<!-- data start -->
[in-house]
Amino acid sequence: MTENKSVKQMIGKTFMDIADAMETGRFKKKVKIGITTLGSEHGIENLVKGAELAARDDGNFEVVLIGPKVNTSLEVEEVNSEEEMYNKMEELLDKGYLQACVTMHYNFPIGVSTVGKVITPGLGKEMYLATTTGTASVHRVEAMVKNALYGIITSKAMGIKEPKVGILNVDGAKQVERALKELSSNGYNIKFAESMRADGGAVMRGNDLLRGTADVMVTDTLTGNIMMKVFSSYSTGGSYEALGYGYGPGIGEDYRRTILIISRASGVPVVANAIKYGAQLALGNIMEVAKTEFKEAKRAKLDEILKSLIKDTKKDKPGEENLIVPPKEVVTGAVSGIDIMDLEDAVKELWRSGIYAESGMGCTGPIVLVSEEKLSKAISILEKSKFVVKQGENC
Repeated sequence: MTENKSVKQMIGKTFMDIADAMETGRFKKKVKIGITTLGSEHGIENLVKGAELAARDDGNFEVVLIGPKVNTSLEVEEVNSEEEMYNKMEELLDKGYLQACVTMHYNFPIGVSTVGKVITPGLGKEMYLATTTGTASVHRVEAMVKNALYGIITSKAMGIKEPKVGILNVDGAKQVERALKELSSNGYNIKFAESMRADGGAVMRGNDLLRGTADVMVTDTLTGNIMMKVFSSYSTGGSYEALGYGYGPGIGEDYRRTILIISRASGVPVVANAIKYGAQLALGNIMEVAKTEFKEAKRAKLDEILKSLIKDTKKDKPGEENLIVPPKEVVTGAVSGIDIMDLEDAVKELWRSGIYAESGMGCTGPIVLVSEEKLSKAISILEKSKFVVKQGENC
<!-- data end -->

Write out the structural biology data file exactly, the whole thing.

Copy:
[in-house]
Amino acid sequence: MTENKSVKQMIGKTFMDIADAMETGRFKKKVKIGITTLGSEHGIENLVKGAELAARDDGNFEVVLIGPKVNTSLEVEEVNSEEEMYNKMEELLDKGYLQACVTMHYNFPIGVSTVGKVITPGLGKEMYLATTTGTASVHRVEAMVKNALYGIITSKAMGIKEPKVGILNVDGAKQVERALKELSSNGYNIKFAESMRADGGAVMRGNDLLRGTADVMVTDTLTGNIMMKVFSSYSTGGSYEALGYGYGPGIGEDYRRTILIISRASGVPVVANAIKYGAQLALGNIMEVAKTEFKEAKRAKLDEILKSLIKDTKKDKPGEENLIVPPKEVVTGAVSGIDIMDLEDAVKELWRSGIYAESGMGCTGPIVLVSEEKLSKAISILEKSKFVVKQGENC
Repeated sequence: MTENKSVKQMIGKTFMDIADAMETGRFKKKVKIGITTLGSEHGIENLVKGAELAARDDGNFEVVLIGPKVNTSLEVEEVNSEEEMYNKMEELLDKGYLQACVTMHYNFPIGVSTVGKVITPGLGKEMYLATTTGTASVHRVEAMVKNALYGIITSKAMGIKEPKVGILNVDGAKQVERALKELSSNGYNIKFAESMRADGGAVMRGNDLLRGTADVMVTDTLTGNIMMKVFSSYSTGGSYEALGYGYGPGIGEDYRRTILIISRASGVPVVANAIKYGAQLALGNIMEVAKTEFKEAKRAKLDEILKSLIKDTKKDKPGEENLIVPPKEVVTGAVSGIDIMDLEDAVKELWRSGIYAESGMGCTGPIVLVSEEKLSKAISILEKSKFVVKQGENC